The north mooring field in Majuro with the tuna boats offloading to the factory ships in the background.
by Christine Kling
Sometimes I must admit, my kid turns out to be pretty smart. Okay, I am a proud mom, but I’d like to share a chat conversation I was having with him on my computer from Majuro here in the Marshall Islands yesterday. It was almost 5:00 in the afternoon on Thursday here, and it was coming up on midnight Wednesday back in Fort Lauderdale, so my son was talking to me from the past. I still have trouble wrapping my head around that.
Anyway, I told him that I was very surprised about it, but it looked like I was going to make this boat Learnativity my future home. I wrote that it had been hard being solo for so long and that as a single mom, I had always felt alone and afraid.
He wrote back:
“We’re still just monkeys. We need need the security of a tribe.
Basically, I mean you can survive solo. And probably be happy. But I think you’re fighting your wiring.
And I was just worried you had made up your mind, and that’s how you were going to live out the rest of your life. So all of this was a pleasant surprise.”
Okay, I admit it, I wiped the tears out of my eyes at that point. But over the past 24 hours, I’ve been thinking over and over about what he said, and I keep thinking to myself, “Out of the mouths of babes….” because no matter that he’s almost 30, he will always be my baby boy.
Tribe, club, neighborhood, communities, partnerships. We humans are very social animals.
And that fact was brought home further today when I got up just past sunrise and went out into the cockpit and turned on the VHF radio to channel 74. Right on time at 7:30, the lovely Aussie voice of Rhondi on board Navi-gator came on the radio saying “Good morning and welcome to the Majuro Cruisers’ Net.” From there, she went through what would be familiar to cruisers from the Bahamas to Trinidad.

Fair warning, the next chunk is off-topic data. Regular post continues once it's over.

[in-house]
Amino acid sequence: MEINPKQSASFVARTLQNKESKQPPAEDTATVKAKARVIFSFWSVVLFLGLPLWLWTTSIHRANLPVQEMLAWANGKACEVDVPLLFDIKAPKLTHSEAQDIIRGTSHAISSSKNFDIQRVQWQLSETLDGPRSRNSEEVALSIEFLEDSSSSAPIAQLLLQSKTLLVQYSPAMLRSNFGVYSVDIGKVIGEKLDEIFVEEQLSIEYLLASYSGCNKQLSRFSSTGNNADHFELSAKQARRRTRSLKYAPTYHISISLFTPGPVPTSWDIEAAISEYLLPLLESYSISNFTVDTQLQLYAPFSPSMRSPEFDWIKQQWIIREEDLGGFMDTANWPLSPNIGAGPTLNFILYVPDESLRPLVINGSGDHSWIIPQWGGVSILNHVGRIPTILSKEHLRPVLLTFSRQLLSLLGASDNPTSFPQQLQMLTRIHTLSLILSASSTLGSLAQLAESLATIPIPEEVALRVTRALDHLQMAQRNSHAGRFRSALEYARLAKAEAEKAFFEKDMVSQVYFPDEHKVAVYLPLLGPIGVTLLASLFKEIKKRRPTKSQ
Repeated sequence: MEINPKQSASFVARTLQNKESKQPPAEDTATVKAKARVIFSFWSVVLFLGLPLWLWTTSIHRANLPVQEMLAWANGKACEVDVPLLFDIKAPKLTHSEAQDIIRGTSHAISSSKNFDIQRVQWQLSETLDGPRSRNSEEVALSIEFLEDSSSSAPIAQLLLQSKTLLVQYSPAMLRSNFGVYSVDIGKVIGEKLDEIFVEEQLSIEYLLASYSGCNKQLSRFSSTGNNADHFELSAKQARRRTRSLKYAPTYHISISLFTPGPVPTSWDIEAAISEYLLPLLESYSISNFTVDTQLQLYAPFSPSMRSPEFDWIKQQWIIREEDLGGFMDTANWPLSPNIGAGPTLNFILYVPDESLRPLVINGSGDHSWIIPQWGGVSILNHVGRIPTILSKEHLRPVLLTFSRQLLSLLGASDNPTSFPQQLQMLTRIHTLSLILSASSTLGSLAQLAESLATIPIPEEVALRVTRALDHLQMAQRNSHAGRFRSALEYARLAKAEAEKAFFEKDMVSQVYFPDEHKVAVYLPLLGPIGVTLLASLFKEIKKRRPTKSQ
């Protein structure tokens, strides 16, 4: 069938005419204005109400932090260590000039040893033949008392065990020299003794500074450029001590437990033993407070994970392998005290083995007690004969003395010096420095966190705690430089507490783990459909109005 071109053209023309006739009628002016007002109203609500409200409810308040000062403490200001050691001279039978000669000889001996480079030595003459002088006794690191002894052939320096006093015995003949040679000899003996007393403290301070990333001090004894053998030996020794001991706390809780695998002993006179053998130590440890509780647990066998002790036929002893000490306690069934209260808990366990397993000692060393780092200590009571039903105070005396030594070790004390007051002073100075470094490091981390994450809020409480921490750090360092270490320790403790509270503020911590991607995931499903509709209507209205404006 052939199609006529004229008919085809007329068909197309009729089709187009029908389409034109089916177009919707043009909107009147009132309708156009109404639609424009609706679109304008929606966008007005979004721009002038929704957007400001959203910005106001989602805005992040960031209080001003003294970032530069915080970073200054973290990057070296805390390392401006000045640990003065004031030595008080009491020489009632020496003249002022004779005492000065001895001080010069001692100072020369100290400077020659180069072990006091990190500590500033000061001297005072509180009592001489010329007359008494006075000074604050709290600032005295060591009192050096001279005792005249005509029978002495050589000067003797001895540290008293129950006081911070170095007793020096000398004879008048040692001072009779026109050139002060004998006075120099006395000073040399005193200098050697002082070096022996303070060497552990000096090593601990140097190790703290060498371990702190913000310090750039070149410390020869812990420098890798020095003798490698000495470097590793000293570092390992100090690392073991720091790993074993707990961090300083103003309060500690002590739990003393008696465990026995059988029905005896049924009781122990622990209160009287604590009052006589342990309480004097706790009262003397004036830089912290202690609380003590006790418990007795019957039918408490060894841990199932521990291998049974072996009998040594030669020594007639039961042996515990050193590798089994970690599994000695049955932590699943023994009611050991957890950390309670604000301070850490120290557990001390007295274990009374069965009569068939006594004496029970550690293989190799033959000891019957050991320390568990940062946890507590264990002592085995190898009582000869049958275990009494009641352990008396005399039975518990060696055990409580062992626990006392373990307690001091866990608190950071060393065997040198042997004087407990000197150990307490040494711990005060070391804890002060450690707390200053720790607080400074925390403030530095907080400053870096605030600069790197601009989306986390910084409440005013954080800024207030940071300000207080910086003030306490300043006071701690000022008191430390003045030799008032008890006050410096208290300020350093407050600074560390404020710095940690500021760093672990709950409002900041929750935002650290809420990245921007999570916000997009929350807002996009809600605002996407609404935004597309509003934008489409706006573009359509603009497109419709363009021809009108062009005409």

“Do we have any new arrivals? Nothing heard…. Does anyone have any treasures from the bilge?”
And finally, she announced that today there would be a seminar at the Wan Hi Chen Chinese Restaurant from 10:00 a.m. to noon on “Apps for Cruisers” presented by Wayne on Learnativity and Philip on Blue Bie.
I mean, really, have I fallen in with my tribe or what?
For readers of this blog who aren’t cruising sailors, it’s probably difficult for you to understand that cruising can be a lonesome lifestyle. When I cruised the South Pacific back in the 1970’s, it was a big deal to get together with another boat or find people to talk to. I mean, we didn’t even have a VHF radio on board and we weren’t unusual. The Internet has changed this significantly and now with Satellite phones, cellular broadband, and wifi, people are finding more and more ways to make their tribal connections.
The Abaco Cruisers’ Net now has a webpage and anyone with Internet access can listen in to the weather and the day’s menu at Grabbers or Nippers. It’s a kick to listen to it out here in Majuro.
The Women who Sail Facebook group I belong to now has 1,746 members. The group is closed and it doesn’t allow any men to become members. It’s supposed to be a place where women can go to ask questions and share thoughts with their “sisters.” Not long ago a woman posted about how lonely she felt far away from the community of women friends she had had back in the home town she’d lived in before taking off cruising. She described how when she returned home now, she no longer had anything in common with those women, yet when she was back aboard with her cruising partner, she so missed the company of other women. I lost track of the thread when the comments went past 150. Women from all over the world shared their own fears and lonely moments and that Facebook group of over one thousand women came together to virtually hug and support a lone woman on a boat anchored in an isolated anchorage. She found her community online.
Throughout the Caribbean there are Facebook groups for Antigua Cruisers, Trinidad Cruisers, and Grenada Cruisers, to name a few.
So, at the Apps Seminar this morning, I met many new folks aboard boats here in the anchorage at Majuro. I offered to help a couple who have their first iPad arriving soon and they offered to lend us a hand with dropping the rudder on Learnativity. And I find each day, I am less and less of a solo sailor and more of a member of this community or tribe here in Majuro.
So, I’ve concluded my son is a pretty smart kid. Even if I do say so myself.
Share on Facebook